And it was while they were eating, lulled a bit by the fire, warm bellies and an incredible catch of fish; off-balance a bit due to Jesus turning up during an ordinary day and making it extraordinary, that Jesus gets to the point of the day’s learning.
Three times Jesus asked Peter if he loved him.
“Do you love me more than these” ie more than the means to provide for your family?
“Yes” says Peter.
Jesus says “Feed my lambs”.
Again, “Do you love me?”
“Yes, you know I do”
“Tend my sheep”
And again, “Peter, do you love me?”
Peter’ is grieved by the number of times the question is asked –
“You know everything, you know I do”
“Feed my sheep”.
There are two threads in this story that I want to highlight today. The first I simply want to note, and that is that when God chose to enter our world in human form, God chose to immerse Godself in all of our lives. To live if you like, in solidarity with us. I find that a challenging concept, to sit with the notion that the incarnation may have had more of a solidarity than a charity imperative.
This perspective speaks to me of God’s intimate knowledge of us, God’s compassion, and God’s limitless imagination.
To stand in solidarity with means to journey with. Not to remain above, or separate, but to choose to experience, to feel, to connect with the other. Which takes me at least to a place of feeling amazed at the depth of love required to come alongside all of us. Each of us.
To stand with us in the everyday. While we are walking, or eating, or going about our daily business. To feel empathy and compassion for us, to understand our pains and joys.
I find the solidarity perspective works for me. It enables me to imagine why God doesn’t step in and fix hard stuff for us. Why in spite of not fixing the hard stuff, God remains right there. Solidarity is never about assuming someone else’s burden, but about sharing the load.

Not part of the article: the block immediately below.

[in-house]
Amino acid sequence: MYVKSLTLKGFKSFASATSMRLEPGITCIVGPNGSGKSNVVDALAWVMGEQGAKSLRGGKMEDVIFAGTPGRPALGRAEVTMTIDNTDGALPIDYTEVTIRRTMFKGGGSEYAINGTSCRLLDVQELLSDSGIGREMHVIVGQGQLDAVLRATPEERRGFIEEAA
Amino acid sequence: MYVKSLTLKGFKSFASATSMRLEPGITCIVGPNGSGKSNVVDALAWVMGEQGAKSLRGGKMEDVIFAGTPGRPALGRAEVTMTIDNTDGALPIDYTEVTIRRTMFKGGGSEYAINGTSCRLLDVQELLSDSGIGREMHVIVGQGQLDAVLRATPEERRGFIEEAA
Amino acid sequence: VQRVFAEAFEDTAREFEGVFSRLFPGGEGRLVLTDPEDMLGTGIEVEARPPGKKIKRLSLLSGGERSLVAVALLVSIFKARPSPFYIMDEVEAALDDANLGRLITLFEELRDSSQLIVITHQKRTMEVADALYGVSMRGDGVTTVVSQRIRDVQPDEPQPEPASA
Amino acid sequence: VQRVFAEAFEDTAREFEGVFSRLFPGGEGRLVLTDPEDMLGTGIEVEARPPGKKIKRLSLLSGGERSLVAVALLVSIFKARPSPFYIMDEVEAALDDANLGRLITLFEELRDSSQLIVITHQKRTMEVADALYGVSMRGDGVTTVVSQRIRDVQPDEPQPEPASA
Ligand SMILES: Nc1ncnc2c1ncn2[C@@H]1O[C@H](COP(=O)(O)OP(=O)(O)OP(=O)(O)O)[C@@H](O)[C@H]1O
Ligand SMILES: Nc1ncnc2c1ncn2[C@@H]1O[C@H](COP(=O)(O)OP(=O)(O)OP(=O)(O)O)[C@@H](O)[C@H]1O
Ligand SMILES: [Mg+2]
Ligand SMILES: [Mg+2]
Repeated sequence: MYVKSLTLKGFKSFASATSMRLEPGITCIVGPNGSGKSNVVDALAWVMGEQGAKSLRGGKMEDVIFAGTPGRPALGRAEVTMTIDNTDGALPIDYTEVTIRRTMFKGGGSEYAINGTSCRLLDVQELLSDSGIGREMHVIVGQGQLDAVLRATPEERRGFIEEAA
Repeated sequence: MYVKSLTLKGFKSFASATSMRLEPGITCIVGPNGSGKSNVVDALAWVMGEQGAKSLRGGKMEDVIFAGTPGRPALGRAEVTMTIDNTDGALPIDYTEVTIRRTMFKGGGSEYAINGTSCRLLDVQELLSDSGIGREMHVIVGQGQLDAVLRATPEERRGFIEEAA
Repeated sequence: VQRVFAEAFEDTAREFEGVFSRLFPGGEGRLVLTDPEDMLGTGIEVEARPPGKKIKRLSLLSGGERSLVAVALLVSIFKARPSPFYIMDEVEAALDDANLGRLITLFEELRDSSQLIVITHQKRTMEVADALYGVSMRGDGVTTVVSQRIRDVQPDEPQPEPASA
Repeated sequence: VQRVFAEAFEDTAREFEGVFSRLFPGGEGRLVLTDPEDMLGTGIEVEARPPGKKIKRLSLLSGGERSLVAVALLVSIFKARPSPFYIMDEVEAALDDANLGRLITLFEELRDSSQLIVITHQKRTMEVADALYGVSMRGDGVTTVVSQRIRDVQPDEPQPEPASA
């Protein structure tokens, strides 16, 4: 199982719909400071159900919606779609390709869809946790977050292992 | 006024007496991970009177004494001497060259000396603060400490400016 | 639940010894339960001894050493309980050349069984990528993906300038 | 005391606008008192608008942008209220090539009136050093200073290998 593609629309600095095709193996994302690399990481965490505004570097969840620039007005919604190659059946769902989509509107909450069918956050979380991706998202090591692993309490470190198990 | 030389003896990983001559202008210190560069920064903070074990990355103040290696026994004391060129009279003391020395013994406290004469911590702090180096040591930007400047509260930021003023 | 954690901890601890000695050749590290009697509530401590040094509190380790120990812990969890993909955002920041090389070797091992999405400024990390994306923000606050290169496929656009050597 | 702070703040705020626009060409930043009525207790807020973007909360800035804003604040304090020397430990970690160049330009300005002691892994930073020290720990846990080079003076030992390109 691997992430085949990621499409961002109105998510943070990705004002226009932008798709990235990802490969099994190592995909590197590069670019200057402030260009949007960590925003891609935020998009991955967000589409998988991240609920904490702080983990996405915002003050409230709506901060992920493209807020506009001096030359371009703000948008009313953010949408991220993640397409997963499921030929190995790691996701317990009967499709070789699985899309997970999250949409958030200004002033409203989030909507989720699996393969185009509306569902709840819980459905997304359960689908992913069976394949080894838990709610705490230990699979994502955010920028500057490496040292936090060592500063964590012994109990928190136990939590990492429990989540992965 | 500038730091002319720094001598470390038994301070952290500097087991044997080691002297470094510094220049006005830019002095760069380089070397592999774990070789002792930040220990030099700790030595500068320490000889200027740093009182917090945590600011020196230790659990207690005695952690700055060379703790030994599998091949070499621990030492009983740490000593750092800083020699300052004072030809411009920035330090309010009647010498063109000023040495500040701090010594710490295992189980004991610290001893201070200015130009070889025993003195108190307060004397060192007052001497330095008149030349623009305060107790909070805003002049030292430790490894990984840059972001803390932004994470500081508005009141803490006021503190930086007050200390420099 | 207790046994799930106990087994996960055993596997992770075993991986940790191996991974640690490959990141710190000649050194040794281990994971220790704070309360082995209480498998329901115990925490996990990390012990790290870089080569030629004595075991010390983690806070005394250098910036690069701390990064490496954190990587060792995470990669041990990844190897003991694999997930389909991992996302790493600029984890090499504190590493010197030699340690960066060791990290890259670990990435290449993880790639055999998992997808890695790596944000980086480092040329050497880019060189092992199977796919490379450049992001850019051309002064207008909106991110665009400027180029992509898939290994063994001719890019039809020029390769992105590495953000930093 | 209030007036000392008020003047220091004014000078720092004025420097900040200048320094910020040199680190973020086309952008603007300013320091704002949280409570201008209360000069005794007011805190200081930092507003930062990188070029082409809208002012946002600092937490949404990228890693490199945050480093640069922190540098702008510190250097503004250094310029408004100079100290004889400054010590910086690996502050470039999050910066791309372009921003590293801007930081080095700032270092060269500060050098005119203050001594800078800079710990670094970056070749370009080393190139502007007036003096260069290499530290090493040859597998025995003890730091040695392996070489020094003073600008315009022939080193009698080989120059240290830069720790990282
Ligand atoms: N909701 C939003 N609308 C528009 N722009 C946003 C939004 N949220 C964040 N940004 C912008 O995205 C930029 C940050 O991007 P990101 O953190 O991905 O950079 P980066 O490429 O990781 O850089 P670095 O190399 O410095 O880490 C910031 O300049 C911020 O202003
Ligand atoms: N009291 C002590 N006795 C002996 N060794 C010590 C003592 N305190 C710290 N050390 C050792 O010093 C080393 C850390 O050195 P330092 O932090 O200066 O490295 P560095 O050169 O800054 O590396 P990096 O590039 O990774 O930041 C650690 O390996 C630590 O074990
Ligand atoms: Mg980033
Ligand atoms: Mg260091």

Psychologists, theologians, and writers through history have proposed that one of the key markers of being a mature adult is a true apprehension, or gut understanding, of your own mortality. Not just a cognitive understanding – yeah, yeah, we all die sometime – but a very present visceral knowing that I, too, will die. Richard Fowler, one of my favourite theologians (could it be because he is also a psychologist?) records his experience in his book Stages of Faith. He describes waking one night in his late 30s knowing that he would die one day. He and others have described this experience as looking into the void; as feeling absolutely alone in an infinitely large and dark universe. For many of us, it seems that truly seeing our mortality equates with knowing our fundamental aloneness. Richard, being a person of faith, at his darkest alone moment, instinctively reached out for God. Who was there.
I don’t know about you, but that’s certainly been my experience of God. Through the miscarriages I experienced many years ago, to Dad’s illness and death, God was there. Not fixing my life up, not operating as a puppeteer, but being there. Scripture tells us that this love is characterised by a deep respect for our unique humanity and dignity, as well as by the kind of abandoned heart love that we most often feel for vulnerable children in our care.